Brain Activation During Working Memory Is Altered in Patients With Type 1 Diabetes During Hypoglycemia
- Nicolas R. Bolo1,2,3⇓,
- Gail Musen3,4,
- Alan M. Jacobson3,4,5,
- Katie Weinger3,4,
- Richard L. McCartney4,
- Veronica Flores4,
- Perry F. Renshaw1,3,6 and
- Donald C. Simonson7,8
- 1Brain Imaging Center, McLean Hospital, Belmont, Massachusetts
- 2Department of Psychiatry, Beth Israel Deaconess Medical Center, Boston, Massachusetts
- 3Department of Psychiatry, Harvard Medical School, Boston, Massachusetts
- 4Research Division, Joslin Diabetes Center, Boston, Massachusetts
- 5Research Institute, Winthrop-University Hospital, Mineola, New York
- 6Department of Psychiatry, University of Utah, Salt Lake City, Utah
- 7Division of Endocrinology, Diabetes, and Hypertension, Brigham and Women’s Hospital, Boston, Massachusetts
- 8Department of Medicine, Harvard Medical School, Boston, Massachusetts
- Corresponding author: Nicolas R. Bolo, .
OBJECTIVE To investigate the effects of acute hypoglycemia on working memory and brain function in patients with type 1 diabetes.
RESEARCH DESIGN AND METHODS Using blood oxygen level–dependent (BOLD) functional magnetic resonance imaging during euglycemic (5.0 mmol/L) and hypoglycemic (2.8 mmol/L) hyperinsulinemic clamps, we compared brain activation response to a working-memory task (WMT) in type 1 diabetic subjects (n = 16) with that in age-matched nondiabetic control subjects (n = 16). Behavioral performance was assessed by percent correct responses.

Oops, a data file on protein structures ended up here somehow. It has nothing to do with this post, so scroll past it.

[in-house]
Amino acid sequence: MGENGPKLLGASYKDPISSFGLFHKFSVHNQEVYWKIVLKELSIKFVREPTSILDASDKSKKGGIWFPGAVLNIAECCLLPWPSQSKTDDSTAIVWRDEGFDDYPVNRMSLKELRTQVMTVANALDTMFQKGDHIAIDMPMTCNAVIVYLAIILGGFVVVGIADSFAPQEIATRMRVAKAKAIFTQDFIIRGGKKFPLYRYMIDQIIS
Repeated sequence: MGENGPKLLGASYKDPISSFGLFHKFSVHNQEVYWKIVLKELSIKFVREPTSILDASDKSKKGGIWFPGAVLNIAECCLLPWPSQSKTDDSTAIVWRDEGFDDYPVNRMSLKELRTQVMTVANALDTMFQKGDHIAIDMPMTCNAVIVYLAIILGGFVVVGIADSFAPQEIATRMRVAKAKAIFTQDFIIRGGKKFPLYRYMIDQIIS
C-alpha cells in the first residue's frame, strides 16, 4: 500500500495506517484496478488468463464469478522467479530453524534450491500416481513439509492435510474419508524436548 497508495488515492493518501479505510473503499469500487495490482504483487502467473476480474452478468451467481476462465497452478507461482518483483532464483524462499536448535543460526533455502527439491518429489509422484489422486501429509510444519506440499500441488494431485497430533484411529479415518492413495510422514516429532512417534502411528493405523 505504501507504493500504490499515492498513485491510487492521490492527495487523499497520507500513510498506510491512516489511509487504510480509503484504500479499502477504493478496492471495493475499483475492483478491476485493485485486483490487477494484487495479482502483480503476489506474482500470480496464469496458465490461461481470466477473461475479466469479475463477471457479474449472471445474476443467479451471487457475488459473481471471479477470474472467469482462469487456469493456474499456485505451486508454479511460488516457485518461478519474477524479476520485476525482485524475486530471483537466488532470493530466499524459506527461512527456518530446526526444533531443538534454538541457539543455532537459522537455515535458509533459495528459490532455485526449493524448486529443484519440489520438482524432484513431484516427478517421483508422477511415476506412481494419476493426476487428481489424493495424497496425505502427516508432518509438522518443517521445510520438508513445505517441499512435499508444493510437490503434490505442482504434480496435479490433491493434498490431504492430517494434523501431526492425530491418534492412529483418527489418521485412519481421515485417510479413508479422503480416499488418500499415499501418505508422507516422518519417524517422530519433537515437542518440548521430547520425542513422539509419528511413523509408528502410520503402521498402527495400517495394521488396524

RESULTS During euglycemia, the WMT activated the bilateral frontal and parietal cortices, insula, thalamus, and cerebellum in both groups. During hypoglycemia, activation decreased in both groups but remained 80% larger in type 1 diabetic versus control subjects (P < 0.05). In type 1 diabetic subjects, higher HbA1c was associated with lower activation in the right parahippocampal gyrus and amygdala (R2 = 0.45, P < 0.002). Deactivation of the default-mode network (DMN) also was seen in both groups during euglycemia. However, during hypoglycemia, type 1 diabetic patients deactivated the DMN 70% less than control subjects (P < 0.05). Behavioral performance did not differ between glycemic conditions or groups.
CONCLUSIONS BOLD activation was increased and deactivation was decreased in type 1 diabetic versus control subjects during hypoglycemia. This higher level of brain activation required by type 1 diabetic subjects to attain the same level of cognitive performance as control subjects suggests reduced cerebral efficiency in type 1 diabetes.
- Received April 14, 2011.
- Accepted August 25, 2011.
- © 2011 by the American Diabetes Association.
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